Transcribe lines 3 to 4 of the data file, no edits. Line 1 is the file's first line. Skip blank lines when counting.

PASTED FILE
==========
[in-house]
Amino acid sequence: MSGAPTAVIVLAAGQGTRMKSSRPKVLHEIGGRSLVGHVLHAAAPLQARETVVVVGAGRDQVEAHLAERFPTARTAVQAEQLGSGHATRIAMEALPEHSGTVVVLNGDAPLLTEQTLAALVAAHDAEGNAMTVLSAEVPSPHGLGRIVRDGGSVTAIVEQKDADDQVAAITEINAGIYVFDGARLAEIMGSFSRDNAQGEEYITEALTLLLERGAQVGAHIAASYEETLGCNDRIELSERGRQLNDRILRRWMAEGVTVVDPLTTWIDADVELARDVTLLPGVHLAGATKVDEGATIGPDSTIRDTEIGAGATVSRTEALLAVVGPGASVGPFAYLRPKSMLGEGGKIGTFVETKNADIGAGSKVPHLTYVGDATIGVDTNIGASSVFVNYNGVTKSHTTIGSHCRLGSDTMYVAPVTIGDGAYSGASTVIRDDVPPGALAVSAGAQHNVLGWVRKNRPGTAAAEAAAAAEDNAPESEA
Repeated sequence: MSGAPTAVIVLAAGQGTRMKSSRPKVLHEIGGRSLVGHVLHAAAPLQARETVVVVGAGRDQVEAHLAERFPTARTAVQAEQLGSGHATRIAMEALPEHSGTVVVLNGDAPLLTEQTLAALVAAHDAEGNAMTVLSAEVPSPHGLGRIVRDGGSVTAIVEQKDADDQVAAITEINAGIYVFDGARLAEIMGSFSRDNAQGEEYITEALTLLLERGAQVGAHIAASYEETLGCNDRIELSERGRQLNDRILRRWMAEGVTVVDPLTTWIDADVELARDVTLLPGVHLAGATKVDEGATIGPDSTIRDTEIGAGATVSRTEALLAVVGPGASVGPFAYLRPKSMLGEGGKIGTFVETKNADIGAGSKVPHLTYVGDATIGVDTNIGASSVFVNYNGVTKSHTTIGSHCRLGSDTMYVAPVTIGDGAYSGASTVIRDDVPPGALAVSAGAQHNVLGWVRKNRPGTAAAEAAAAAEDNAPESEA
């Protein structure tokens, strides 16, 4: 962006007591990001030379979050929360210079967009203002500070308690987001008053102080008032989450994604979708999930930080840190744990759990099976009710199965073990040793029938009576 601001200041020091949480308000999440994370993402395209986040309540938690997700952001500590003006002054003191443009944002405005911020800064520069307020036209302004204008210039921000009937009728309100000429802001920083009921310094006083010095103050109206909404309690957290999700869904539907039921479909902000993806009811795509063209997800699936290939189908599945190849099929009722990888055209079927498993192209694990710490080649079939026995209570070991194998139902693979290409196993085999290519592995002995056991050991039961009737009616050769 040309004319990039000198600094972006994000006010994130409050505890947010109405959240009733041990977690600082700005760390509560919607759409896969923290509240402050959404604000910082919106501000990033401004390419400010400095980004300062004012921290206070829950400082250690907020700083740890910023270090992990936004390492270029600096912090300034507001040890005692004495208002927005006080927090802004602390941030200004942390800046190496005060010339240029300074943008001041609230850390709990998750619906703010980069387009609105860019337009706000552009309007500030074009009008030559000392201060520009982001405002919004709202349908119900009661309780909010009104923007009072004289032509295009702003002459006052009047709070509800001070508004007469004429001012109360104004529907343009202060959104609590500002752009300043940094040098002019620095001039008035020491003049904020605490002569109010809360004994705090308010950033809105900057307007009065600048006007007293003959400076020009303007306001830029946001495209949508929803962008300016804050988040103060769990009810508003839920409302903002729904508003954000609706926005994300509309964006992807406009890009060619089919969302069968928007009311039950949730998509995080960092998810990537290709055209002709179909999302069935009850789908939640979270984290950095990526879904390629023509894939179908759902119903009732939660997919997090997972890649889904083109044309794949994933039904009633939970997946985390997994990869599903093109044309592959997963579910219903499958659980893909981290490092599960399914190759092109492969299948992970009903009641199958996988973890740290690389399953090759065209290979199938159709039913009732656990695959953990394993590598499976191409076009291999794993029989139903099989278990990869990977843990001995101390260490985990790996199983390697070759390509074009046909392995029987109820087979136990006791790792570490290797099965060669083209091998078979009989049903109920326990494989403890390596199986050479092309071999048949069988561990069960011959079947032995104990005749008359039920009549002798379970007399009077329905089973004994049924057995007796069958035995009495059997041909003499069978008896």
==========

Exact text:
Repeated sequence: MSGAPTAVIVLAAGQGTRMKSSRPKVLHEIGGRSLVGHVLHAAAPLQARETVVVVGAGRDQVEAHLAERFPTARTAVQAEQLGSGHATRIAMEALPEHSGTVVVLNGDAPLLTEQTLAALVAAHDAEGNAMTVLSAEVPSPHGLGRIVRDGGSVTAIVEQKDADDQVAAITEINAGIYVFDGARLAEIMGSFSRDNAQGEEYITEALTLLLERGAQVGAHIAASYEETLGCNDRIELSERGRQLNDRILRRWMAEGVTVVDPLTTWIDADVELARDVTLLPGVHLAGATKVDEGATIGPDSTIRDTEIGAGATVSRTEALLAVVGPGASVGPFAYLRPKSMLGEGGKIGTFVETKNADIGAGSKVPHLTYVGDATIGVDTNIGASSVFVNYNGVTKSHTTIGSHCRLGSDTMYVAPVTIGDGAYSGASTVIRDDVPPGALAVSAGAQHNVLGWVRKNRPGTAAAEAAAAAEDNAPESEA
């Protein structure tokens, strides 16, 4: 962006007591990001030379979050929360210079967009203002500070308690987001008053102080008032989450994604979708999930930080840190744990759990099976009710199965073990040793029938009576 601001200041020091949480308000999440994370993402395209986040309540938690997700952001500590003006002054003191443009944002405005911020800064520069307020036209302004204008210039921000009937009728309100000429802001920083009921310094006083010095103050109206909404309690957290999700869904539907039921479909902000993806009811795509063209997800699936290939189908599945190849099929009722990888055209079927498993192209694990710490080649079939026995209570070991194998139902693979290409196993085999290519592995002995056991050991039961009737009616050769 040309004319990039000198600094972006994000006010994130409050505890947010109405959240009733041990977690600082700005760390509560919607759409896969923290509240402050959404604000910082919106501000990033401004390419400010400095980004300062004012921290206070829950400082250690907020700083740890910023270090992990936004390492270029600096912090300034507001040890005692004495208002927005006080927090802004602390941030200004942390800046190496005060010339240029300074943008001041609230850390709990998750619906703010980069387009609105860019337009706000552009309007500030074009009008030559000392201060520009982001405002919004709202349908119900009661309780909010009104923007009072004289032509295009702003002459006052009047709070509800001070508004007469004429001012109360104004529907343009202060959104609590500002752009300043940094040098002019620095001039008035020491003049904020605490002569109010809360004994705090308010950033809105900057307007009065600048006007007293003959400076020009303007306001830029946001495209949508929803962008300016804050988040103060769990009810508003839920409302903002729904508003954000609706926005994300509309964006992807406009890009060619089919969302069968928007009311039950949730998509995080960092998810990537290709055209002709179909999302069935009850789908939640979270984290950095990526879904390629023509894939179908759902119903009732939660997919997090997972890649889904083109044309794949994933039904009633939970997946985390997994990869599903093109044309592959997963579910219903499958659980893909981290490092599960399914190759092109492969299948992970009903009641199958996988973890740290690389399953090759065209290979199938159709039913009732656990695959953990394993590598499976191409076009291999794993029989139903099989278990990869990977843990001995101390260490985990790996199983390697070759390509074009046909392995029987109820087979136990006791790792570490290797099965060669083209091998078979009989049903109920326990494989403890390596199986050479092309071999048949069988561990069960011959079947032995104990005749008359039920009549002798379970007399009077329905089973004994049924057995007796069958035995009495059997041909003499069978008896």